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Karachi

ZA
Zubair Ashraf
December 8, 2017

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Baldia factory fire was negligence, not terrorism: Kamal

Baldia factory fire was negligence, not terrorism: Kamal

Upholding a nearly abandoned debate, former Karachi mayor Mustafa Kamal said on Thursday that the Baldia factory inferno was not an act of terrorism but a case of sheer negligence towards workers’ safety on the part of the unit’s owners.

Addressing the media, Pak Sarzameen Party Chairman Kamal asked why the factory owners, Abdul Aziz Bhaila and his sons Arshad and Shahid Bhaila, were out of the country and not appearing in courts to testify.

Around 260 people were killed and three to four dozen others were injured after a fire broke out at the Ali Enterprises garments factory in Baldia Town’s industrial neighbourhood on September 11, 2012.

For three straight years, the prosecution, on the basis of the findings of a judicial commission, the joint investigation team’s (JIT) report and police investigations, maintained that the fire was caused due to a short circuit and the casualties in such large numbers occurred because there were inadequate safety measures at the factory.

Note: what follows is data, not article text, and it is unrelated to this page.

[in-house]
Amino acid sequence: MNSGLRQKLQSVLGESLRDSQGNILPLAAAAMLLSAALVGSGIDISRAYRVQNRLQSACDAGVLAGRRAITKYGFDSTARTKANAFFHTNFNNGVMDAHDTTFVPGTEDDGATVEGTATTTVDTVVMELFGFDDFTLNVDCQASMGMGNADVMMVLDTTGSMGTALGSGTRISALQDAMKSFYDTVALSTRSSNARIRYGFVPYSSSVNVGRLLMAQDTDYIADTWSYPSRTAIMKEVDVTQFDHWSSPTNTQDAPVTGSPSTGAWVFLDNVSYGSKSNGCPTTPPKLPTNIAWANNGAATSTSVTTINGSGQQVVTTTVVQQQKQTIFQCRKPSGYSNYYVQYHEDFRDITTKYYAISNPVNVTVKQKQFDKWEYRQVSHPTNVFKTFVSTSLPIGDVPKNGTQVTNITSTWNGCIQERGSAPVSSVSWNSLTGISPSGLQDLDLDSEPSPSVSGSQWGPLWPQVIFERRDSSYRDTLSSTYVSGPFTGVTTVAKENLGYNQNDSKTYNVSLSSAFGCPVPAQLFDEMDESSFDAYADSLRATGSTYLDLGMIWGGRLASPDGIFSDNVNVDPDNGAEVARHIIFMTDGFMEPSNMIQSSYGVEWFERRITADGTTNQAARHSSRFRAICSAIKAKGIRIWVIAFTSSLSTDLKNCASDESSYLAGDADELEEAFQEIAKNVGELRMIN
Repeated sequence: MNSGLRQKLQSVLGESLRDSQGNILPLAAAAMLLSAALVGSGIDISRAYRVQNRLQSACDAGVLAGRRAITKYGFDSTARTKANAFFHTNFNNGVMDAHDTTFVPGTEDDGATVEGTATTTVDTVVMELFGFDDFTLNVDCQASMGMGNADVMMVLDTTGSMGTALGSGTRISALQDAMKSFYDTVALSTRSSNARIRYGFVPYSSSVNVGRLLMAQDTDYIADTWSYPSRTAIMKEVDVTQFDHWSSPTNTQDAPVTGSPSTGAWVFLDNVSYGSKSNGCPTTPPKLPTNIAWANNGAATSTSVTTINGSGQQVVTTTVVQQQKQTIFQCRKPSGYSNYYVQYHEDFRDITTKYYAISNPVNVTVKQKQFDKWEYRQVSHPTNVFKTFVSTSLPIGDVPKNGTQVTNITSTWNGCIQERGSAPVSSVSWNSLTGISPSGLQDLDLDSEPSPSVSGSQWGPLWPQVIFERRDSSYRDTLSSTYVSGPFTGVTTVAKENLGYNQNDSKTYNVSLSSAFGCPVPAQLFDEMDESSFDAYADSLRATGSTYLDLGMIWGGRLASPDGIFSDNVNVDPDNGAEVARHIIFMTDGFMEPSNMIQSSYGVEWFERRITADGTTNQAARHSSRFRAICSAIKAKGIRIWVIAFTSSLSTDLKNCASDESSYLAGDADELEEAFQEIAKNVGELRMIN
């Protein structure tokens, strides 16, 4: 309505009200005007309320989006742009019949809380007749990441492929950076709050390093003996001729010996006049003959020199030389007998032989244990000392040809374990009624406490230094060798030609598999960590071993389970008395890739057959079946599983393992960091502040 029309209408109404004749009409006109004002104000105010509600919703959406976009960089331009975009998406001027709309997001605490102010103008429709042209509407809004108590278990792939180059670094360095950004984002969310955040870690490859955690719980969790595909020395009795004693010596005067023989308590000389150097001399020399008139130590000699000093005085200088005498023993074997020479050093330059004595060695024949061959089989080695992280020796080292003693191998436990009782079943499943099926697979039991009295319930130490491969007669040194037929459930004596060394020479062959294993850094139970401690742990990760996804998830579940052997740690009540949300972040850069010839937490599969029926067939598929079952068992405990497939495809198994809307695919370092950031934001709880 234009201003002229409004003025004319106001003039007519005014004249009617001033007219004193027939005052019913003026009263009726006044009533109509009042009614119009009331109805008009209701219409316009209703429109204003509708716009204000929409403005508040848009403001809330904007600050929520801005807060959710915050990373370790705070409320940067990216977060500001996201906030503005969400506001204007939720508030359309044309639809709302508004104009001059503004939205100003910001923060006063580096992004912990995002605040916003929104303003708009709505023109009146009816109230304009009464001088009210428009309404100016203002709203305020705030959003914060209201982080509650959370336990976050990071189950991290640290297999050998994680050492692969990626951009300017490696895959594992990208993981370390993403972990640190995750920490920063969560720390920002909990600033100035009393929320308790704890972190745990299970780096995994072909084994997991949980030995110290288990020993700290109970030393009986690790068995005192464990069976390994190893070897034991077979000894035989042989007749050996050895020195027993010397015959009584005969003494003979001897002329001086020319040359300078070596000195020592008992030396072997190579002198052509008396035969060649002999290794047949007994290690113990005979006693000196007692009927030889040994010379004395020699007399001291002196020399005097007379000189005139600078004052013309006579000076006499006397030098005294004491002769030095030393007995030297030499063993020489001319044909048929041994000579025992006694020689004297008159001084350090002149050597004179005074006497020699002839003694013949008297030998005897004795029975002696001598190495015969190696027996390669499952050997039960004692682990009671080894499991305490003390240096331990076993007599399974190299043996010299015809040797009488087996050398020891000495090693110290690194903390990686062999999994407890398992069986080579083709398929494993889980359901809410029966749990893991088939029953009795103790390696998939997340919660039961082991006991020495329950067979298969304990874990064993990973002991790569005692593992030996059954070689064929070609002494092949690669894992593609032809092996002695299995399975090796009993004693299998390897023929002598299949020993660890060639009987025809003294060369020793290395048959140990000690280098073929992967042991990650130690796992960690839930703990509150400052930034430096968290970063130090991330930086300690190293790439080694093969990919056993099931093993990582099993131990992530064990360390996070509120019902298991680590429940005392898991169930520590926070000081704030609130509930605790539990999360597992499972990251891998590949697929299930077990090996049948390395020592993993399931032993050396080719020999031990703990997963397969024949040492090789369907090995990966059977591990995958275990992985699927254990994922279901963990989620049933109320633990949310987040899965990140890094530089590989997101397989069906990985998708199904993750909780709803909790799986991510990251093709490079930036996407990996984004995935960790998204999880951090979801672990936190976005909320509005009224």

Then, in February 2015, a JIT report regarding suspected hitman Rizwan Qureshi, said to be affiliated with the Muttahida Qaumi Movement, surfaced in which he was quoted as saying that the factory was set on fire by his party’s men over the factory owners’ refusal to pay them extortion money. The report changed the trajectory of the case and another investigation was launched, which in the light of Qureshi’s and others’ claims suggested a retrial under the Anti-Terrorism Act.

The case is pending before the Anti-Terrorism Court-II, and according to recent reports, prime accused Hammad Siddiqui was extradited to the country from Dubai with the help of the Interpol.

The case against the major and long-time purchaser of products made at the ill-fated factory, KiK Textilien und Non-Food GmbH in Germany, and the firm that issued dubious social auditing certificates, RINA in Italy, was affected after the claims of terrorism.

“Even if it was an act of terrorism, the case of occupational health and safety cannot be ruled out,” National Trade Union Federation Deputy General Secretary Nasir Mansoor told The News. “Unfortunately, the state of workers has not changed at all despite witnessing such a tragic incident.” It is up to the prosecution and investigators to establish the case in court, and whosoever was behind this fire shall be held accountable, Mansoor added.

“Those named in the JIT, the factory owners and others shall be tried so that courts can decide the case. Delaying tactics will create more complexities.” Meanwhile, the regional court of Dortmund, Germany, which is hearing the litigation moved on behalf of the victims against KiK, has sought final and independent legal opinion from UK-based legal expert Ken Oliphant to comment if the case constitutes to be tried in a German court when the offence has occurred in a foreign country. The fate of the case depends on the opinion from Oliphant and is likely to be submitted by mid-2018.

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